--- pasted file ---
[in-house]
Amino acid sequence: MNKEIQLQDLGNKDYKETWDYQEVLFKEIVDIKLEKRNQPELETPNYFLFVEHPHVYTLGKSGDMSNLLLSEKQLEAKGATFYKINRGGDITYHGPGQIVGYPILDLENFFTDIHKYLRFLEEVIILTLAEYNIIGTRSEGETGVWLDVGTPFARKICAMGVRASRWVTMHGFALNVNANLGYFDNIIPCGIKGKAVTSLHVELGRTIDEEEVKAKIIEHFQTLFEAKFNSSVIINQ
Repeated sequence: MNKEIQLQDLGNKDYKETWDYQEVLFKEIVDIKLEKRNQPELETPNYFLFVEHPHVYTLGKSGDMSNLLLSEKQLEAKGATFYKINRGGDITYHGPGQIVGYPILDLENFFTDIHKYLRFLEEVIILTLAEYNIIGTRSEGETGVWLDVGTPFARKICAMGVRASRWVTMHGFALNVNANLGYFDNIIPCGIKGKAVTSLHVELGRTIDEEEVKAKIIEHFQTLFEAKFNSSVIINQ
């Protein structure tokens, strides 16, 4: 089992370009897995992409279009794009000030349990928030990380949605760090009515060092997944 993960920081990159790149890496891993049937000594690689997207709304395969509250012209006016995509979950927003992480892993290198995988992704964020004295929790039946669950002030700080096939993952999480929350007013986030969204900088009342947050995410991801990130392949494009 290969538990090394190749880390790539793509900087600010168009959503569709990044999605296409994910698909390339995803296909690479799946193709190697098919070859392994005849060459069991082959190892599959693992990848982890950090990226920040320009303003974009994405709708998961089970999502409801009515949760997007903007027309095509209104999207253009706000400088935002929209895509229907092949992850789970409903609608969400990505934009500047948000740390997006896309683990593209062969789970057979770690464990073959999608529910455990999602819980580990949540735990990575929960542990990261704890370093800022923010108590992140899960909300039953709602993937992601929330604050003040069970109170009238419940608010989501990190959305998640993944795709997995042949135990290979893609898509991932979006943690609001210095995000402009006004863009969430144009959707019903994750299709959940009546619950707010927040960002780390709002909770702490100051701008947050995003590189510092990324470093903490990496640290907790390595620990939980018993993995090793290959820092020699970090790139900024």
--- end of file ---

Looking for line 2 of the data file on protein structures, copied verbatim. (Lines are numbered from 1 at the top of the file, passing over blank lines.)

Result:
Amino acid sequence: MNKEIQLQDLGNKDYKETWDYQEVLFKEIVDIKLEKRNQPELETPNYFLFVEHPHVYTLGKSGDMSNLLLSEKQLEAKGATFYKINRGGDITYHGPGQIVGYPILDLENFFTDIHKYLRFLEEVIILTLAEYNIIGTRSEGETGVWLDVGTPFARKICAMGVRASRWVTMHGFALNVNANLGYFDNIIPCGIKGKAVTSLHVELGRTIDEEEVKAKIIEHFQTLFEAKFNSSVIINQ